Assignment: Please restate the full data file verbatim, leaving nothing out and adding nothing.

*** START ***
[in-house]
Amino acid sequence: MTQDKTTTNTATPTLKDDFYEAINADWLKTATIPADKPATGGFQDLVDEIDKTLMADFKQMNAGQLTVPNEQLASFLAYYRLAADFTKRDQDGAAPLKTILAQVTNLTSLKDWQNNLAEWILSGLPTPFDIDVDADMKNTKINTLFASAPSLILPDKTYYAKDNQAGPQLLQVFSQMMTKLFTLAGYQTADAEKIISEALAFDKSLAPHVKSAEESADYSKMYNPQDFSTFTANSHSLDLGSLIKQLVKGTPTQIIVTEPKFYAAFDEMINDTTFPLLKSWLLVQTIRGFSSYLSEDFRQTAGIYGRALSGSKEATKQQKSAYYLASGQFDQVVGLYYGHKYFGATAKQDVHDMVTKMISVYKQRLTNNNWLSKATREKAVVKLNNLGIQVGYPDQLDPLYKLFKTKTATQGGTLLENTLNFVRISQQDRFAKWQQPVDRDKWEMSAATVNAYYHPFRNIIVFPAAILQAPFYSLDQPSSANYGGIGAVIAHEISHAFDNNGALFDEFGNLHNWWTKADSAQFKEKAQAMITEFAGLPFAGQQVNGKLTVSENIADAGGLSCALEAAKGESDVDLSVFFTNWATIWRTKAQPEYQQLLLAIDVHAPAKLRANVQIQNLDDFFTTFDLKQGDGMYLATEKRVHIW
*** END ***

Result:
[in-house]
Amino acid sequence: MTQDKTTTNTATPTLKDDFYEAINADWLKTATIPADKPATGGFQDLVDEIDKTLMADFKQMNAGQLTVPNEQLASFLAYYRLAADFTKRDQDGAAPLKTILAQVTNLTSLKDWQNNLAEWILSGLPTPFDIDVDADMKNTKINTLFASAPSLILPDKTYYAKDNQAGPQLLQVFSQMMTKLFTLAGYQTADAEKIISEALAFDKSLAPHVKSAEESADYSKMYNPQDFSTFTANSHSLDLGSLIKQLVKGTPTQIIVTEPKFYAAFDEMINDTTFPLLKSWLLVQTIRGFSSYLSEDFRQTAGIYGRALSGSKEATKQQKSAYYLASGQFDQVVGLYYGHKYFGATAKQDVHDMVTKMISVYKQRLTNNNWLSKATREKAVVKLNNLGIQVGYPDQLDPLYKLFKTKTATQGGTLLENTLNFVRISQQDRFAKWQQPVDRDKWEMSAATVNAYYHPFRNIIVFPAAILQAPFYSLDQPSSANYGGIGAVIAHEISHAFDNNGALFDEFGNLHNWWTKADSAQFKEKAQAMITEFAGLPFAGQQVNGKLTVSENIADAGGLSCALEAAKGESDVDLSVFFTNWATIWRTKAQPEYQQLLLAIDVHAPAKLRANVQIQNLDDFFTTFDLKQGDGMYLATEKRVHIW